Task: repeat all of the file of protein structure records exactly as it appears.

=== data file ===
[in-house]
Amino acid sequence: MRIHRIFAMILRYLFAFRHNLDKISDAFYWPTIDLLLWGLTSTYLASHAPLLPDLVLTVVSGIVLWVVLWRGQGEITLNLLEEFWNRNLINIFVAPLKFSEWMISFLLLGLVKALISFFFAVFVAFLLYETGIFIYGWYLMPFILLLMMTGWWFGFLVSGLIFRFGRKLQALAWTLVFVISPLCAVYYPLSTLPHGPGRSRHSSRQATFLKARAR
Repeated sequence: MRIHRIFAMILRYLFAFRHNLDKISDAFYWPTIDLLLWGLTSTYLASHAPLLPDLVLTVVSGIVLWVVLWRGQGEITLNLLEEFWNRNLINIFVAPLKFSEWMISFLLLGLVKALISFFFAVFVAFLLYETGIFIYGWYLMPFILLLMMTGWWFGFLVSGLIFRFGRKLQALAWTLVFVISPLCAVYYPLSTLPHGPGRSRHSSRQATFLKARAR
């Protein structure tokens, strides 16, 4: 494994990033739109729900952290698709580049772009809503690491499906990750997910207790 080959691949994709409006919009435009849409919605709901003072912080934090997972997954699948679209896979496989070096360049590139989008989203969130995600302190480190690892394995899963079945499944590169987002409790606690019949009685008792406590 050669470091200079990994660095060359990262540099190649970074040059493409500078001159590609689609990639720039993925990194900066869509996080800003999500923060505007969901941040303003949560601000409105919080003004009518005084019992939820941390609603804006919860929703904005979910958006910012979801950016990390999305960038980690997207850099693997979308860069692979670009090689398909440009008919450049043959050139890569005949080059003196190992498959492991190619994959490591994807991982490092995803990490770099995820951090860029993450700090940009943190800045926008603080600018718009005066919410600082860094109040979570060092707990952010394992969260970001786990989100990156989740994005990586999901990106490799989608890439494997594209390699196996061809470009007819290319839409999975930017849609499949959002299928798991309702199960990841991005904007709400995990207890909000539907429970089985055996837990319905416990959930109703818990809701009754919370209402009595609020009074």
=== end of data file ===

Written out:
[in-house]
Amino acid sequence: MRIHRIFAMILRYLFAFRHNLDKISDAFYWPTIDLLLWGLTSTYLASHAPLLPDLVLTVVSGIVLWVVLWRGQGEITLNLLEEFWNRNLINIFVAPLKFSEWMISFLLLGLVKALISFFFAVFVAFLLYETGIFIYGWYLMPFILLLMMTGWWFGFLVSGLIFRFGRKLQALAWTLVFVISPLCAVYYPLSTLPHGPGRSRHSSRQATFLKARAR
Repeated sequence: MRIHRIFAMILRYLFAFRHNLDKISDAFYWPTIDLLLWGLTSTYLASHAPLLPDLVLTVVSGIVLWVVLWRGQGEITLNLLEEFWNRNLINIFVAPLKFSEWMISFLLLGLVKALISFFFAVFVAFLLYETGIFIYGWYLMPFILLLMMTGWWFGFLVSGLIFRFGRKLQALAWTLVFVISPLCAVYYPLSTLPHGPGRSRHSSRQATFLKARAR
């Protein structure tokens, strides 16, 4: 494994990033739109729900952290698709580049772009809503690491499906990750997910207790 080959691949994709409006919009435009849409919605709901003072912080934090997972997954699948679209896979496989070096360049590139989008989203969130995600302190480190690892394995899963079945499944590169987002409790606690019949009685008792406590 050669470091200079990994660095060359990262540099190649970074040059493409500078001159590609689609990639720039993925990194900066869509996080800003999500923060505007969901941040303003949560601000409105919080003004009518005084019992939820941390609603804006919860929703904005979910958006910012979801950016990390999305960038980690997207850099693997979308860069692979670009090689398909440009008919450049043959050139890569005949080059003196190992498959492991190619994959490591994807991982490092995803990490770099995820951090860029993450700090940009943190800045926008603080600018718009005066919410600082860094109040979570060092707990952010394992969260970001786990989100990156989740994005990586999901990106490799989608890439494997594209390699196996061809470009007819290319839409999975930017849609499949959002299928798991309702199960990841991005904007709400995990207890909000539907429970089985055996837990319905416990959930109703818990809701009754919370209402009595609020009074």